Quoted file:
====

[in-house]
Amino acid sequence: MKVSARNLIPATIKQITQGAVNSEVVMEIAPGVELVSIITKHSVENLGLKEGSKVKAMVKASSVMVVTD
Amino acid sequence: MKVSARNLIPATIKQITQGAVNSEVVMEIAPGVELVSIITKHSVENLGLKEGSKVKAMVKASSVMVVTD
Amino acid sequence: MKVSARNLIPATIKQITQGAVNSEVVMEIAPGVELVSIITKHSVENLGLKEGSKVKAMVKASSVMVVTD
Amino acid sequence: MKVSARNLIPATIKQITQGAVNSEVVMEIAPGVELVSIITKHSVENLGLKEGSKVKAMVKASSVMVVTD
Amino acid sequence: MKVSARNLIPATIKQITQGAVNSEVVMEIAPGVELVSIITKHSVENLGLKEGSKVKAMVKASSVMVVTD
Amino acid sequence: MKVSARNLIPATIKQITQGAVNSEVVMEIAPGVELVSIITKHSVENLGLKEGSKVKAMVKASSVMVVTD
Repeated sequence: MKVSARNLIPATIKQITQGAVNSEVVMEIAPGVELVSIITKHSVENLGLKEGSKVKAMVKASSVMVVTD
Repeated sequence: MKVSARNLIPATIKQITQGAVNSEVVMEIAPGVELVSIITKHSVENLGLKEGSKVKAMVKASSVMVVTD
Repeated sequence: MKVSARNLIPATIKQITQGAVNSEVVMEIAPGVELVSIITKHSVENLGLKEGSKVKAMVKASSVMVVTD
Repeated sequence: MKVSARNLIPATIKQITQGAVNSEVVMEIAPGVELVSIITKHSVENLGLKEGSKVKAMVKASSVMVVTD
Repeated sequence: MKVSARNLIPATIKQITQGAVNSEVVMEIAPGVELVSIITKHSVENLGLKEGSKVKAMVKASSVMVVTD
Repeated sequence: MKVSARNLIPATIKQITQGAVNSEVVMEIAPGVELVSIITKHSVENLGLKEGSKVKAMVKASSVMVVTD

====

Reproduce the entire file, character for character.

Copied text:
[in-house]
Amino acid sequence: MKVSARNLIPATIKQITQGAVNSEVVMEIAPGVELVSIITKHSVENLGLKEGSKVKAMVKASSVMVVTD
Amino acid sequence: MKVSARNLIPATIKQITQGAVNSEVVMEIAPGVELVSIITKHSVENLGLKEGSKVKAMVKASSVMVVTD
Amino acid sequence: MKVSARNLIPATIKQITQGAVNSEVVMEIAPGVELVSIITKHSVENLGLKEGSKVKAMVKASSVMVVTD
Amino acid sequence: MKVSARNLIPATIKQITQGAVNSEVVMEIAPGVELVSIITKHSVENLGLKEGSKVKAMVKASSVMVVTD
Amino acid sequence: MKVSARNLIPATIKQITQGAVNSEVVMEIAPGVELVSIITKHSVENLGLKEGSKVKAMVKASSVMVVTD
Amino acid sequence: MKVSARNLIPATIKQITQGAVNSEVVMEIAPGVELVSIITKHSVENLGLKEGSKVKAMVKASSVMVVTD
Repeated sequence: MKVSARNLIPATIKQITQGAVNSEVVMEIAPGVELVSIITKHSVENLGLKEGSKVKAMVKASSVMVVTD
Repeated sequence: MKVSARNLIPATIKQITQGAVNSEVVMEIAPGVELVSIITKHSVENLGLKEGSKVKAMVKASSVMVVTD
Repeated sequence: MKVSARNLIPATIKQITQGAVNSEVVMEIAPGVELVSIITKHSVENLGLKEGSKVKAMVKASSVMVVTD
Repeated sequence: MKVSARNLIPATIKQITQGAVNSEVVMEIAPGVELVSIITKHSVENLGLKEGSKVKAMVKASSVMVVTD
Repeated sequence: MKVSARNLIPATIKQITQGAVNSEVVMEIAPGVELVSIITKHSVENLGLKEGSKVKAMVKASSVMVVTD
Repeated sequence: MKVSARNLIPATIKQITQGAVNSEVVMEIAPGVELVSIITKHSVENLGLKEGSKVKAMVKASSVMVVTD